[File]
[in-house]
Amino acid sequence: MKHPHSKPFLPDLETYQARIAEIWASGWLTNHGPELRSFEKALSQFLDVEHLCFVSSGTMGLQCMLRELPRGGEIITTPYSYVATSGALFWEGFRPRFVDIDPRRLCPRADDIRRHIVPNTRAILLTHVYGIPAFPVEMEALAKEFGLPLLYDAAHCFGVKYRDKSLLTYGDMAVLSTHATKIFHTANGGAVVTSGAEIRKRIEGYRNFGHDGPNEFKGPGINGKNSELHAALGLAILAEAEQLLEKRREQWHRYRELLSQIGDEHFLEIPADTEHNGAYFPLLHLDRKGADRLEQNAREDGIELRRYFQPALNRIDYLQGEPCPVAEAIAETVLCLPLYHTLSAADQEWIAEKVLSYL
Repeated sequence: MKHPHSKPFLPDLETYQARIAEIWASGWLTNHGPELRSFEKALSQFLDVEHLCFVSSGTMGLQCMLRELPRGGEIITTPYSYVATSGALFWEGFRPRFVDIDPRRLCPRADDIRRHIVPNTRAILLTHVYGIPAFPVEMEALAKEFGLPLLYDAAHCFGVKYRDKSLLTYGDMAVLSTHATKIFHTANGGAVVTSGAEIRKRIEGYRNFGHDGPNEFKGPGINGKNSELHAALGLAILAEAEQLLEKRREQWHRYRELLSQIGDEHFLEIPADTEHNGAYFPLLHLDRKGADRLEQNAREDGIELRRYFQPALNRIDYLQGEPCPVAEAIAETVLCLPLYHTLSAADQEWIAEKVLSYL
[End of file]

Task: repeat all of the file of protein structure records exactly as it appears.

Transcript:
[in-house]
Amino acid sequence: MKHPHSKPFLPDLETYQARIAEIWASGWLTNHGPELRSFEKALSQFLDVEHLCFVSSGTMGLQCMLRELPRGGEIITTPYSYVATSGALFWEGFRPRFVDIDPRRLCPRADDIRRHIVPNTRAILLTHVYGIPAFPVEMEALAKEFGLPLLYDAAHCFGVKYRDKSLLTYGDMAVLSTHATKIFHTANGGAVVTSGAEIRKRIEGYRNFGHDGPNEFKGPGINGKNSELHAALGLAILAEAEQLLEKRREQWHRYRELLSQIGDEHFLEIPADTEHNGAYFPLLHLDRKGADRLEQNAREDGIELRRYFQPALNRIDYLQGEPCPVAEAIAETVLCLPLYHTLSAADQEWIAEKVLSYL
Repeated sequence: MKHPHSKPFLPDLETYQARIAEIWASGWLTNHGPELRSFEKALSQFLDVEHLCFVSSGTMGLQCMLRELPRGGEIITTPYSYVATSGALFWEGFRPRFVDIDPRRLCPRADDIRRHIVPNTRAILLTHVYGIPAFPVEMEALAKEFGLPLLYDAAHCFGVKYRDKSLLTYGDMAVLSTHATKIFHTANGGAVVTSGAEIRKRIEGYRNFGHDGPNEFKGPGINGKNSELHAALGLAILAEAEQLLEKRREQWHRYRELLSQIGDEHFLEIPADTEHNGAYFPLLHLDRKGADRLEQNAREDGIELRRYFQPALNRIDYLQGEPCPVAEAIAETVLCLPLYHTLSAADQEWIAEKVLSYL